The website for the National Center for Medical Home Implementation provides guidance to understand and to manage costs linked to the medical home. While this site is directed towards families with children with special health care needs, many of these financing principles can apply to the care of all children. This site advises stakeholders that there are additional costs associated with the medical home - costs that are not usually covered by health insurance. These additional costs arise from services integral to the medical home, such as coordinating care, planning transitions in health care, and providing support systems for families.
To deliver these additional services, providers need to determine how their medical homes will be financed. Providers can make certain changes to their billing practices to ensure that they are properly reimbursed. This can be addressed by providers conscientiously selecting the most appropriate current procedural terminology (CPT) codes and reducing the occurrence of down-coding. Down-coding refers to the practice of coding for a less complicated procedure, which results in easier coding and less paperwork but also reduces the amount a physician can be reimbursed. For providers, including those reimbursed under a capitated system, this Institute for Community Inclusion manual (PDF - 907KB) can serve as a guide to receiving payment that is reflective of services provided. Chapel Hill Pediatrics and Adolescents (CHPA), a pediatric practice in Chapel Hill, NC, provides a concise account of how it implemented new financing practices to support their medical home. In addition to ensuring proper coding, CPHA also finances its medical home by obtaining outside funding from a Blue Cross Blue Shield foundation, State Title V grants and by pursuing contract negotiations with insurers when necessary. In addition to State funding, many providers utilizing or planning to utilize health IT within the medical home may be eligible for funding under the American Recovery and Reinvestment Act (ARRA). ARRA financial incentives have been established for the adoption of EHRs, which can help providers implement the characteristics of the medical home into their practices.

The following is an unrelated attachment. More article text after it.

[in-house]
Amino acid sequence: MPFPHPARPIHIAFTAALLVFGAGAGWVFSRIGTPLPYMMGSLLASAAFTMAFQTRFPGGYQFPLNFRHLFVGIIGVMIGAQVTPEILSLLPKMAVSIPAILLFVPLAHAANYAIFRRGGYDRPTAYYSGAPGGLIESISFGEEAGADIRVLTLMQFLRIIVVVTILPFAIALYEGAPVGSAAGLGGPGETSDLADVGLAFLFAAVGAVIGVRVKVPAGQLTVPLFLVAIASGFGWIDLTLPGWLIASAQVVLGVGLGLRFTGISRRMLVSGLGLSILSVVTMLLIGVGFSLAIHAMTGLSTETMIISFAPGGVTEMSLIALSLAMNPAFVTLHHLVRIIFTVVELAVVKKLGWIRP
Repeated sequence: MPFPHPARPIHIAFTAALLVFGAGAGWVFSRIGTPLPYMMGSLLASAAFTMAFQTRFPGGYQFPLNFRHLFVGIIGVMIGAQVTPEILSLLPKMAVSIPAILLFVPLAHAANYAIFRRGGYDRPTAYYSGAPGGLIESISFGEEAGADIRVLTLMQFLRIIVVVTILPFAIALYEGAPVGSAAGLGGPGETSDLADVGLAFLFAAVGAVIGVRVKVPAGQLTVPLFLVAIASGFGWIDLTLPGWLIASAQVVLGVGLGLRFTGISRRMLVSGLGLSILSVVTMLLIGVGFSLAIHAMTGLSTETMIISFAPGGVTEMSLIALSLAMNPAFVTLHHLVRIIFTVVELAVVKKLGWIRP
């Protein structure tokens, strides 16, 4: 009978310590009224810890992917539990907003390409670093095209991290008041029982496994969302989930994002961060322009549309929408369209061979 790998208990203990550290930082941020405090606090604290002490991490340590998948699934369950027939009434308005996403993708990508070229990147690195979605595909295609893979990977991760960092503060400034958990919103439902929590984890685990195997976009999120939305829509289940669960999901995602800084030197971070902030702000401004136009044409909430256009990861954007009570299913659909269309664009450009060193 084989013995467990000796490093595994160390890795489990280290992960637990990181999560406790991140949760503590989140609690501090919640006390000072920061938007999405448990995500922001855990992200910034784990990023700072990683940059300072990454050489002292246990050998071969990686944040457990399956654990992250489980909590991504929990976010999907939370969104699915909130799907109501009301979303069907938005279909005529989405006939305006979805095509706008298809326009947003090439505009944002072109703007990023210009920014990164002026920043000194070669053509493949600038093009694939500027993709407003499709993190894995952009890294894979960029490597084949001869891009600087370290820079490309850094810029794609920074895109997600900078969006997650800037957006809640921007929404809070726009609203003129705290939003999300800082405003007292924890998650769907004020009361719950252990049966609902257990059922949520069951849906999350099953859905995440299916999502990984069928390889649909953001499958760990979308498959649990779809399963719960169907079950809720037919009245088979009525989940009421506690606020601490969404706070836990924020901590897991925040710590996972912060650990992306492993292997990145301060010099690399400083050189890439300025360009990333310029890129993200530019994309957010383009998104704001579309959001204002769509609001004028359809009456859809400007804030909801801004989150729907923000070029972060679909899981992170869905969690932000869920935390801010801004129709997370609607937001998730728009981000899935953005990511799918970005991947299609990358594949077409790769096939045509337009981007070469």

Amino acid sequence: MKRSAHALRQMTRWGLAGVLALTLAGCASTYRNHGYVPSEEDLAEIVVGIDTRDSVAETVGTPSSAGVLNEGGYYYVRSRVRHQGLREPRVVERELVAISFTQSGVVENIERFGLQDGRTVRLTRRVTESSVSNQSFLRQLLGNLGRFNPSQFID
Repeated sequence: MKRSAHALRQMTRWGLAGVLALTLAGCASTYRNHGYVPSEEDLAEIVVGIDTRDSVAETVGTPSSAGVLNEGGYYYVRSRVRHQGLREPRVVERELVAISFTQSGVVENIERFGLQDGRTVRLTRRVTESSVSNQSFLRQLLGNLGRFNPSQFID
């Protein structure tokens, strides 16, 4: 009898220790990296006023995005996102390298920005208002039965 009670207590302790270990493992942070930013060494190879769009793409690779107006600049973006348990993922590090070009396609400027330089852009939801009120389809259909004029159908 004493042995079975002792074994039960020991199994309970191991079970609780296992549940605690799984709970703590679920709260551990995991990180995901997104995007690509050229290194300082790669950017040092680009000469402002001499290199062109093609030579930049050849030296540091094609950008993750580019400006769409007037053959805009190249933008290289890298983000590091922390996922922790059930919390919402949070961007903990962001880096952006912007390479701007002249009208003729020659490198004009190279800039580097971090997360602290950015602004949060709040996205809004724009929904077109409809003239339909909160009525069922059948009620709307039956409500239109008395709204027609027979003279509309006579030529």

Financing a medical home is an issue that is relevant not only to patients, their families, and providers, but also to both public and private payers in the system. Those financing the medical home will want to know how the medical home can offset related costs. A 2008 study by the Deloitte Center for Health Solutions (PDF - 528KB) assesses risks, costs, and the return on investment associated with medical homes. In its original model for analyzing medical homes, this study calculates an ROI that differs according to medical condition. The report also acknowledges the existing initial costs of implementation and the need for incentives for providers to build medical homes. The National Academy for State Health Policy notes in an analysis supported by the Commonwealth Fund that payers, both private and public, may also be interested in offering incentives to providers, such as providing monthly coordination fees, enhanced visit rates, and other payment strategies that support medical homes.
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